What are Proteins
Proteins can be found in any animal based product and some plant based ones too. We ourselves are made up of proteins, from our skin and hair to our beating hearts.
Defined from a nutritional point they are structures of molecules that are made from amino acids, which are linked together through peptide bonds. There are over 500 known amino acids and so combinations of proteins are varied and abundent.
Common examples include Meat, Eggs, Milk, Soy and Nuts.
Proteins are essential to the body, they help repair muscles and are key for the growth of young children. You will often see body builders eating protein bars or meals with a large amount of meat. This is to provide the body with essential chemicals for repairing torn muscle. Not everyone should be eating protein in high amounts though, as most people do not do the necessary amount of exercise to warrant such an abundance.
In nutrition proteins are segmented into three categories for the body; Essential, Non-Essential and Conditional.
The Essential Proteins are the amino acids that cannot be produced by the body, so we must get them from food sources.
Non-essential Proteins are made up of the amino acids produced by our bodies. They are a by-product of the other Proteins we have eaten.
Conditional Proteins are the chemicals the body only require when repairing itself or recovering from an illness. They can be found in specific foods, or if a person suffers from a life-long medical condition they will obtain them from supplements.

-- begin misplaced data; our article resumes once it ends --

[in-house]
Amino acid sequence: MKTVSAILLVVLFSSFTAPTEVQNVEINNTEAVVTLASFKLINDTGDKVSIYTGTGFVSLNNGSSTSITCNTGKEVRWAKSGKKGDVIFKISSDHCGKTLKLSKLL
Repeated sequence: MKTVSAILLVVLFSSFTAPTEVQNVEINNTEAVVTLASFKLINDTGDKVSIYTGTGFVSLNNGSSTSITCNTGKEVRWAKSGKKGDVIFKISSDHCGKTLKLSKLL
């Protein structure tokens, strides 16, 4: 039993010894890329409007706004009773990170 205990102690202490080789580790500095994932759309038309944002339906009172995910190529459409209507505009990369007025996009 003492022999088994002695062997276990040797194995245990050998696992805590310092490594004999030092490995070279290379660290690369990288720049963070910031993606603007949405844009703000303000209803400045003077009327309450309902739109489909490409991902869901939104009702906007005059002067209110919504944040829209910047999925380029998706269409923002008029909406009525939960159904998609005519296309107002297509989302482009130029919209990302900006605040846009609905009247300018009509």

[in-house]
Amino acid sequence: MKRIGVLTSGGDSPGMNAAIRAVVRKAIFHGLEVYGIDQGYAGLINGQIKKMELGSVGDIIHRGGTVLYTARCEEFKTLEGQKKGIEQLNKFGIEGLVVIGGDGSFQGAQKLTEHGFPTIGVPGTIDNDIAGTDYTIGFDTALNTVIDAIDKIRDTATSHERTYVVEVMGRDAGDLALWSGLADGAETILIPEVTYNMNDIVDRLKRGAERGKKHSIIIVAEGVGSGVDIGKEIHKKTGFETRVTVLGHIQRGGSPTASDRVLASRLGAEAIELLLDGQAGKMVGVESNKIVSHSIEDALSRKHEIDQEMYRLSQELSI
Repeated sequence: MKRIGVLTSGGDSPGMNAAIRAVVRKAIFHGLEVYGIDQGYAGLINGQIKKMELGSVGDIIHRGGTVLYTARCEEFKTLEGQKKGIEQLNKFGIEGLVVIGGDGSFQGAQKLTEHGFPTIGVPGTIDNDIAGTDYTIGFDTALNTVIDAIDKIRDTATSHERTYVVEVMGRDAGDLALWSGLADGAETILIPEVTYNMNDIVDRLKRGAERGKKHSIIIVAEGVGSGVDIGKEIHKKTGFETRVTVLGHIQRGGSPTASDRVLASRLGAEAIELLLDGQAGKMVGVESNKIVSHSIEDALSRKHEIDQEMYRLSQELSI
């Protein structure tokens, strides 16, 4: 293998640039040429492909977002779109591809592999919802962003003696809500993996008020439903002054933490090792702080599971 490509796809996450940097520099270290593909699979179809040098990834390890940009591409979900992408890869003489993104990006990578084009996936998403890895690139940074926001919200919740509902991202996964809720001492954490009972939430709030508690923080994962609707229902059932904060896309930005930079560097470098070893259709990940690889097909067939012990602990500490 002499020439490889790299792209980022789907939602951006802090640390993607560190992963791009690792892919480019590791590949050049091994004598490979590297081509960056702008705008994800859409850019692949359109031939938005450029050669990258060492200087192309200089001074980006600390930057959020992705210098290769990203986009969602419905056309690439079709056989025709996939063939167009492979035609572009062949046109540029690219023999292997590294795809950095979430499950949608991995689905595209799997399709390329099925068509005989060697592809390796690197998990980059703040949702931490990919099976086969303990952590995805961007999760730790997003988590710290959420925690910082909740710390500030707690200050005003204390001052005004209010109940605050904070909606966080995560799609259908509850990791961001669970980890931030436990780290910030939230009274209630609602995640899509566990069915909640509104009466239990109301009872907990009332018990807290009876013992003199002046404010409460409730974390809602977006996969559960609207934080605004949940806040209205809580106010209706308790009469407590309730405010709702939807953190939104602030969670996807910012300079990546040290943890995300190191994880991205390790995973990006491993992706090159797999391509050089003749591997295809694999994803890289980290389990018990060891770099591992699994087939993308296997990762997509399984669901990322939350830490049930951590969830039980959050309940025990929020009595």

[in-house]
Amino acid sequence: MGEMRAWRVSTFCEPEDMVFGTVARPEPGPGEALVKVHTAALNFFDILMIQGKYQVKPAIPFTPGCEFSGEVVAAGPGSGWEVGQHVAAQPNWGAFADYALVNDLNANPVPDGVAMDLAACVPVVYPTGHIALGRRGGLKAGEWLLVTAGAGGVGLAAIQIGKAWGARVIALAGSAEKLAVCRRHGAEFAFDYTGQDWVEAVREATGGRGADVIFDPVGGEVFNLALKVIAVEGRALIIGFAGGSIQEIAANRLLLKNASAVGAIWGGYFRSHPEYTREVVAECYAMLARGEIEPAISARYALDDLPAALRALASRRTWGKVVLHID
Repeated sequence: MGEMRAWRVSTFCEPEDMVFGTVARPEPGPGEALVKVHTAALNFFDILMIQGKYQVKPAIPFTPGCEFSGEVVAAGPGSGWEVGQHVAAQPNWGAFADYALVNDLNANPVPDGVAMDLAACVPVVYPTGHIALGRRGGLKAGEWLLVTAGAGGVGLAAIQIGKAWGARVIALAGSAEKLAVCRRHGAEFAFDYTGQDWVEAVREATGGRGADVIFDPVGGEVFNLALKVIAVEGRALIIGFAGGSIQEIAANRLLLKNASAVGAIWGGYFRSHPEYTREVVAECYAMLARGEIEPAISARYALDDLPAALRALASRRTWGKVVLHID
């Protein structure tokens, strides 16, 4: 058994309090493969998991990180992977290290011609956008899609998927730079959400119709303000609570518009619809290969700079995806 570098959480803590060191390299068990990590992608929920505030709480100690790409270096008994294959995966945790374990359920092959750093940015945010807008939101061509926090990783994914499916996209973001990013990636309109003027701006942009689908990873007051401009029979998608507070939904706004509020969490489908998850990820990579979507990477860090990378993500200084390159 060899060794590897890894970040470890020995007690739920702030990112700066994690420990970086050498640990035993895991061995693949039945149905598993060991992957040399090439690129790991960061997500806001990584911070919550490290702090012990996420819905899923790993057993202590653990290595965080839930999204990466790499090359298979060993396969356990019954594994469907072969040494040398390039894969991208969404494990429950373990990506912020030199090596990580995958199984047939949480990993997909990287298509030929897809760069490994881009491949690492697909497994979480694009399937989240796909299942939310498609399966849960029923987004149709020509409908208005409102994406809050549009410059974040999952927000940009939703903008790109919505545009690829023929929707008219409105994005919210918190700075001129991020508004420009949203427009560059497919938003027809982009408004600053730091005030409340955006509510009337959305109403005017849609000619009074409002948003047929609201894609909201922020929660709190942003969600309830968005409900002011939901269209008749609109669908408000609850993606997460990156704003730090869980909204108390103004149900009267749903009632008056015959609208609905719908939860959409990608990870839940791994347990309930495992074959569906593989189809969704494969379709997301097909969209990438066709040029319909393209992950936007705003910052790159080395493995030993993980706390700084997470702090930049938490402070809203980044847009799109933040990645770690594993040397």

Why does the body need proteins?
Proteins as a source of energy and nutrition
Proteins in the body are used as enzymes that deal with metabolism, DNA replication, muscle repair and about 4000 other known reactions.
Though proteins are used to repair and build up the body, they do not make the best sources of energy. This job is often taken on by carbohydrates and proteins have their uses elsewhere.
An excess of Proteins like any other food group can be harmful to the body. The digested Proteins become amino acids and travel through the blood stream. When the body expels the excess chemicals through urination, the amino acids must pass through the Kidneys. While the Kidneys have evolved to deal with an excess amount of amino acids, it can lead to Kidney stones over a long period.
Due to the variety of structures that amino acids can take, some bodies can process certain Proteins and others can not, causing an allergic reaction. Common examples include Milk, Peanuts and Shellfish. Just like any other kind of food, the quality of Proteins can vary greatly. Through breeding to raising, how the food is developed goes a long way to what you're eating.